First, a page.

If an operating lease has scheduled rent increases, rent is recognized “on a straight-line basis over the lease term unless another systematic and rational allocation basis is more representative of the time pattern in which the leased property is physically employed.” [FASB Technical Bulletin 85-3, ¶2] For instance, if rent is increased due to increasing availability of floor space in a building lease, it may be appropriate not to level the rent. On the other hand, a rent holiday or a later increase in scheduled rent due to an expectation of inflation must be leveled. (If the rent varies based on the actual inflation rate, the change is considered contingent rent and not leveled.)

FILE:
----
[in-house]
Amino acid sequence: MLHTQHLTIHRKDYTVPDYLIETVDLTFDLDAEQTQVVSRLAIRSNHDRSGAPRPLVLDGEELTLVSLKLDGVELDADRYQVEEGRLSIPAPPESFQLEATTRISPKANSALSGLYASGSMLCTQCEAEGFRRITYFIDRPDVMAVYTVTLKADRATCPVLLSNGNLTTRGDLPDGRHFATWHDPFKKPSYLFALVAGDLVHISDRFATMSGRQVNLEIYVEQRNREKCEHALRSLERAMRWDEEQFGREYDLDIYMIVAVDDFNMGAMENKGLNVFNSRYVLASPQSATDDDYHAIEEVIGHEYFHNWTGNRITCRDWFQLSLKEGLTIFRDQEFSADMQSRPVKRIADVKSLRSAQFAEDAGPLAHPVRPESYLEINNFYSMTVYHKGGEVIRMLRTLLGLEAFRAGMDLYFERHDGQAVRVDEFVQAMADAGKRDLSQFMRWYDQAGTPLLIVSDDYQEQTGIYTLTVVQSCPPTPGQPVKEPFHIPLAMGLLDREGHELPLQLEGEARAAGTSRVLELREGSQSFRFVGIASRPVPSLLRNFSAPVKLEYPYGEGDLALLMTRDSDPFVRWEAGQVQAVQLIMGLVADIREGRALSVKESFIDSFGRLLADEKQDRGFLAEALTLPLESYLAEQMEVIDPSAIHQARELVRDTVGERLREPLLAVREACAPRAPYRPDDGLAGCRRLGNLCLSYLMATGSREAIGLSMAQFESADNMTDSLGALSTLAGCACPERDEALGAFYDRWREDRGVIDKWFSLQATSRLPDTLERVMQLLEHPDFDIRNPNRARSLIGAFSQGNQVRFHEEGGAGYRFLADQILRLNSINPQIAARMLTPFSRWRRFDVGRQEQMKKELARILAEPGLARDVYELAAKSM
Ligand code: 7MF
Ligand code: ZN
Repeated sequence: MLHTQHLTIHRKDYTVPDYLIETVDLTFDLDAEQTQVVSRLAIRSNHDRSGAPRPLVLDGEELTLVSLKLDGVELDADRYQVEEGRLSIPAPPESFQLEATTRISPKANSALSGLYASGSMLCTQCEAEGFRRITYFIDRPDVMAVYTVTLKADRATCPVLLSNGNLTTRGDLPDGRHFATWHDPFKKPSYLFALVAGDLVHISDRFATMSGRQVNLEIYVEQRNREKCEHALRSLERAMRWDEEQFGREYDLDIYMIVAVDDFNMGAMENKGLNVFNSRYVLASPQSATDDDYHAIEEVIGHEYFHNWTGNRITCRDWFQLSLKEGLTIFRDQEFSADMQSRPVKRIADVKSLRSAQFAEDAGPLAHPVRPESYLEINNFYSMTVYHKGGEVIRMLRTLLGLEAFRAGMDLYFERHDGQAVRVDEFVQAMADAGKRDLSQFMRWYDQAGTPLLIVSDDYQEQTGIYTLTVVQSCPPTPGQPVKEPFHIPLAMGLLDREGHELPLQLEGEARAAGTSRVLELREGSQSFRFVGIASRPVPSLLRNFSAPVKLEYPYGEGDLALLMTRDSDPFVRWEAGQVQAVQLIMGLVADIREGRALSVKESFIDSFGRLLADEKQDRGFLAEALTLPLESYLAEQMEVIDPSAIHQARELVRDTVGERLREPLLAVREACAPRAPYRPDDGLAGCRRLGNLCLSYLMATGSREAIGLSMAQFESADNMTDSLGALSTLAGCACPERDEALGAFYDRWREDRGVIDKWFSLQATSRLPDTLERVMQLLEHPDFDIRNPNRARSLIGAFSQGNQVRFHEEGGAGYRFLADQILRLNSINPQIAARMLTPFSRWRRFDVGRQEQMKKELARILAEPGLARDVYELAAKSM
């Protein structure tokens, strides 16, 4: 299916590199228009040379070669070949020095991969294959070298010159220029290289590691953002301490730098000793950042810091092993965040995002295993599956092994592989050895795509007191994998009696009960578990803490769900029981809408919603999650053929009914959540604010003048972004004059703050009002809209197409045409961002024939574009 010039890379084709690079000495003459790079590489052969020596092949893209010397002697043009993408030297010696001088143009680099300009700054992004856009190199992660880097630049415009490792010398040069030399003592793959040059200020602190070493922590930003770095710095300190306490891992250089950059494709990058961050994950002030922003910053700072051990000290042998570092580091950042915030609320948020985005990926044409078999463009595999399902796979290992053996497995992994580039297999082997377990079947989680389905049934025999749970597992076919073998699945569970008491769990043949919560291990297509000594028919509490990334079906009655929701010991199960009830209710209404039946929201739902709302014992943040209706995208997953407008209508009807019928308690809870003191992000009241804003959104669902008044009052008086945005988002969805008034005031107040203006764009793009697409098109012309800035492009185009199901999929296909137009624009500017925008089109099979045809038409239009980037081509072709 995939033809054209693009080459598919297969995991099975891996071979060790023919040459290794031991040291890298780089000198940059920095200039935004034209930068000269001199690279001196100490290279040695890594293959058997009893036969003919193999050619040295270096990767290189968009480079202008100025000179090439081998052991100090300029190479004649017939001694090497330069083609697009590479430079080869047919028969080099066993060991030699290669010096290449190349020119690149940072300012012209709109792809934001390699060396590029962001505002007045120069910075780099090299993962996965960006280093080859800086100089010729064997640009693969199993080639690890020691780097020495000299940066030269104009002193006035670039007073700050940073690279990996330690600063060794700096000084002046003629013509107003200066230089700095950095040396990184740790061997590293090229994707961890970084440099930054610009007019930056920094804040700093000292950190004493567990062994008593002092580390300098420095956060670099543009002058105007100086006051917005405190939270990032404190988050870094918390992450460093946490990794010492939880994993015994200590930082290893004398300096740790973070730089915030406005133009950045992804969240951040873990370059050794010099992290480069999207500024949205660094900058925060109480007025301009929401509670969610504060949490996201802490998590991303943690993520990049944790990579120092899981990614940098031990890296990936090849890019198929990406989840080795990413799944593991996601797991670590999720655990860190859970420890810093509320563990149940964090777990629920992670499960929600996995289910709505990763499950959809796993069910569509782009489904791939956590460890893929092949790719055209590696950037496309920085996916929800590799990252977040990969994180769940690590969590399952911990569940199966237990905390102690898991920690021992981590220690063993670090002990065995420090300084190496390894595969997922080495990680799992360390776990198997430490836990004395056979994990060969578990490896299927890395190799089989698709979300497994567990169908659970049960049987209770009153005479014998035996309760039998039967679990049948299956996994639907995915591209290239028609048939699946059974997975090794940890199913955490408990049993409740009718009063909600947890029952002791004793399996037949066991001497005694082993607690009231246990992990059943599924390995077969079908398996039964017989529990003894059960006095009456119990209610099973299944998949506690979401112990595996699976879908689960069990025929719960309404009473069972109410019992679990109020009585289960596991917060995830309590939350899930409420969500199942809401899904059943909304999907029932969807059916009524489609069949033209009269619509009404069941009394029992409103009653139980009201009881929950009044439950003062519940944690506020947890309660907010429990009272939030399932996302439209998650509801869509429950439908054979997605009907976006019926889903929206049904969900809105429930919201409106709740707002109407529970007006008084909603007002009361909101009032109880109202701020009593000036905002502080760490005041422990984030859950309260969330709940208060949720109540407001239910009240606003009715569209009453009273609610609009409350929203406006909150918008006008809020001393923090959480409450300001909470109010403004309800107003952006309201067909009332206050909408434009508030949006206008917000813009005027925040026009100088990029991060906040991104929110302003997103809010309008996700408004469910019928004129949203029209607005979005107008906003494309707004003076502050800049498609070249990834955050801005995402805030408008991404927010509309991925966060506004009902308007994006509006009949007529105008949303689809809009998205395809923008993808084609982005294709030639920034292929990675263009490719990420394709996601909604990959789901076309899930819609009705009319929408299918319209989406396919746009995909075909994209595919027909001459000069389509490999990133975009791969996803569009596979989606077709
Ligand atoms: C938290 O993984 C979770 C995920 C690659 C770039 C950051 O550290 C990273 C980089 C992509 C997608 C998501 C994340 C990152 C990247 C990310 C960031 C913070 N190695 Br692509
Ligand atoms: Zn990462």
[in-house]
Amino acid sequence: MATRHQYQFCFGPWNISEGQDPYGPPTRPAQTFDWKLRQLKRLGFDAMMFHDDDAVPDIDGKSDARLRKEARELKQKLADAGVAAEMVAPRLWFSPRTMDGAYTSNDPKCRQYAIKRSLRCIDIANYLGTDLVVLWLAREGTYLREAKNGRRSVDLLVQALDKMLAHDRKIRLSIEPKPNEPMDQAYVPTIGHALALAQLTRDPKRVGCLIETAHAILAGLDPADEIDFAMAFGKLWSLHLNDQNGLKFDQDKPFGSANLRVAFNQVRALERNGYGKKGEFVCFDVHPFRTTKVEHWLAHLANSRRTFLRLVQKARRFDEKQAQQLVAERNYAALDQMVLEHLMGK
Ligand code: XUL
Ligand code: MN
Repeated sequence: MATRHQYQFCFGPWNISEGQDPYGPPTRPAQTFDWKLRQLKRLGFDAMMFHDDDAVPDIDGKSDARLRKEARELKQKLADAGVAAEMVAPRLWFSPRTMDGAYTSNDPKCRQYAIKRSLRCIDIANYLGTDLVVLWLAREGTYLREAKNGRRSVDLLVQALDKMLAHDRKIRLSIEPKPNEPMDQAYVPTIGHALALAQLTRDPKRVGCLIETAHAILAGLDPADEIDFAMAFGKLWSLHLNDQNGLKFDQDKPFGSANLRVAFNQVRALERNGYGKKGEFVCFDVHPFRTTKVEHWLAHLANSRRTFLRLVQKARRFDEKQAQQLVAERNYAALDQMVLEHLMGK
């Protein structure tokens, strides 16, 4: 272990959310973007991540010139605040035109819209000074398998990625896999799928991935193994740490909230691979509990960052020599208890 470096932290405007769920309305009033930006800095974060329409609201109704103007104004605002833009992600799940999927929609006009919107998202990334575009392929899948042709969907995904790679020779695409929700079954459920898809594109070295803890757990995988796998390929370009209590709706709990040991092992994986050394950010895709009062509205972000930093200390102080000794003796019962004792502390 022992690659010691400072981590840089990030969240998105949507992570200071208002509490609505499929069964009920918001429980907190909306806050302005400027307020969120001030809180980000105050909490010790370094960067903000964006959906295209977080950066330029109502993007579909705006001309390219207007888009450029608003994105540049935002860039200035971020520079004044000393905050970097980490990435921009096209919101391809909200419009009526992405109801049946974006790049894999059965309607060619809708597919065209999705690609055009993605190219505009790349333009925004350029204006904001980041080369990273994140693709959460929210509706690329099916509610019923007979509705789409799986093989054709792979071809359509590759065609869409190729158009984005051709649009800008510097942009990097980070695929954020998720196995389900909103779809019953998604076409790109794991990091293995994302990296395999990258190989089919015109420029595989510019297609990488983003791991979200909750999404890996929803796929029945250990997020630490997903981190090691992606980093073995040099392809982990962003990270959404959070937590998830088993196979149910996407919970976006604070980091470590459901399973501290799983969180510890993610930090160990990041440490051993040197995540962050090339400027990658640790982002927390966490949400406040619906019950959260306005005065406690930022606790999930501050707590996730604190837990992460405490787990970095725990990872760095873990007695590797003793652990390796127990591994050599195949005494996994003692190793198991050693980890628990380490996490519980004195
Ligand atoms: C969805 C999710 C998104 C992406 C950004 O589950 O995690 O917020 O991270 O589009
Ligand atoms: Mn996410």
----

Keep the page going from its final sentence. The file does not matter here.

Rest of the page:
The difference between cash rent and rent expense creates a deferred liability (if cash rent to date is less than expense, the normal situation) or a deferred asset (if cash rent to date is greater than expense, perhaps due to a bargain renewal option near the end of the lease). For a Lessor, leveling typically produces a deferred asset. Governmental entities should see Appendix D for more information.